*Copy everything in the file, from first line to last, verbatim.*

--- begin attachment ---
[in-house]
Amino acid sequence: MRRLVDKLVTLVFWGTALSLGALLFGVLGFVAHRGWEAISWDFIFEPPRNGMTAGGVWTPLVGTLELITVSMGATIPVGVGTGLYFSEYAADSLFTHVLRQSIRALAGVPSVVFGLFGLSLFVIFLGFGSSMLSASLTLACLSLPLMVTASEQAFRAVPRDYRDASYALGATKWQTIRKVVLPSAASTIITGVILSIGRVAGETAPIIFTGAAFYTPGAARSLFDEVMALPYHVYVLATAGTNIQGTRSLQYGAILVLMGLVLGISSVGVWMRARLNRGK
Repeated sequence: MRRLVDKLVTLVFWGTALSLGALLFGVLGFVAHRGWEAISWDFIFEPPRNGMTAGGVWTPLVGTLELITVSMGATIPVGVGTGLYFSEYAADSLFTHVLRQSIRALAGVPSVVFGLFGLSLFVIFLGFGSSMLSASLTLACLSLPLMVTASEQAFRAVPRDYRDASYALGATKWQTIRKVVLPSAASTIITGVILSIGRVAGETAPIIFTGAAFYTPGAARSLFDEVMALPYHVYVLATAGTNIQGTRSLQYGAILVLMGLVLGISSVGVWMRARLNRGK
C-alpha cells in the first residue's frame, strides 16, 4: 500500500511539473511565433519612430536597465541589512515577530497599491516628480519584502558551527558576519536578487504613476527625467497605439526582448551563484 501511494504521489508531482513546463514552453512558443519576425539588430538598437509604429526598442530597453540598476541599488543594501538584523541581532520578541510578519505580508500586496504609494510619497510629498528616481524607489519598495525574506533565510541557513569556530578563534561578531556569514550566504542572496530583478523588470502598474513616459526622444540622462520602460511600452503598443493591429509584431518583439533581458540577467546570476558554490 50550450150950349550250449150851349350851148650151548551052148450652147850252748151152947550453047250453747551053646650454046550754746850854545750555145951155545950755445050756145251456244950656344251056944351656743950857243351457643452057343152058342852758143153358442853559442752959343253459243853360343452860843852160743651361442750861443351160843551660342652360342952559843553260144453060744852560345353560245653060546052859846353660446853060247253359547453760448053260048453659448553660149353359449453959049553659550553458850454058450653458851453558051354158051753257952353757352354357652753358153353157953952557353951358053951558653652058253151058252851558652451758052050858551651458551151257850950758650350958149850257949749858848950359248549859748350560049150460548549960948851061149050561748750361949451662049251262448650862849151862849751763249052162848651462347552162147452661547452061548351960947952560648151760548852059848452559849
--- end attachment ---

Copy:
[in-house]
Amino acid sequence: MRRLVDKLVTLVFWGTALSLGALLFGVLGFVAHRGWEAISWDFIFEPPRNGMTAGGVWTPLVGTLELITVSMGATIPVGVGTGLYFSEYAADSLFTHVLRQSIRALAGVPSVVFGLFGLSLFVIFLGFGSSMLSASLTLACLSLPLMVTASEQAFRAVPRDYRDASYALGATKWQTIRKVVLPSAASTIITGVILSIGRVAGETAPIIFTGAAFYTPGAARSLFDEVMALPYHVYVLATAGTNIQGTRSLQYGAILVLMGLVLGISSVGVWMRARLNRGK
Repeated sequence: MRRLVDKLVTLVFWGTALSLGALLFGVLGFVAHRGWEAISWDFIFEPPRNGMTAGGVWTPLVGTLELITVSMGATIPVGVGTGLYFSEYAADSLFTHVLRQSIRALAGVPSVVFGLFGLSLFVIFLGFGSSMLSASLTLACLSLPLMVTASEQAFRAVPRDYRDASYALGATKWQTIRKVVLPSAASTIITGVILSIGRVAGETAPIIFTGAAFYTPGAARSLFDEVMALPYHVYVLATAGTNIQGTRSLQYGAILVLMGLVLGISSVGVWMRARLNRGK
C-alpha cells in the first residue's frame, strides 16, 4: 500500500511539473511565433519612430536597465541589512515577530497599491516628480519584502558551527558576519536578487504613476527625467497605439526582448551563484 501511494504521489508531482513546463514552453512558443519576425539588430538598437509604429526598442530597453540598476541599488543594501538584523541581532520578541510578519505580508500586496504609494510619497510629498528616481524607489519598495525574506533565510541557513569556530578563534561578531556569514550566504542572496530583478523588470502598474513616459526622444540622462520602460511600452503598443493591429509584431518583439533581458540577467546570476558554490 50550450150950349550250449150851349350851148650151548551052148450652147850252748151152947550453047250453747551053646650454046550754746850854545750555145951155545950755445050756145251456244950656344251056944351656743950857243351457643452057343152058342852758143153358442853559442752959343253459243853360343452860843852160743651361442750861443351160843551660342652360342952559843553260144453060744852560345353560245653060546052859846353660446853060247253359547453760448053260048453659448553660149353359449453959049553659550553458850454058450653458851453558051354158051753257952353757352354357652753358153353157953952557353951358053951558653652058253151058252851558652451758052050858551651458551151257850950758650350958149850257949749858848950359248549859748350560049150460548549960948851061149050561748750361949451662049251262448650862849151862849751763249052162848651462347552162147452661547452061548351960947952560648151760548852059848452559849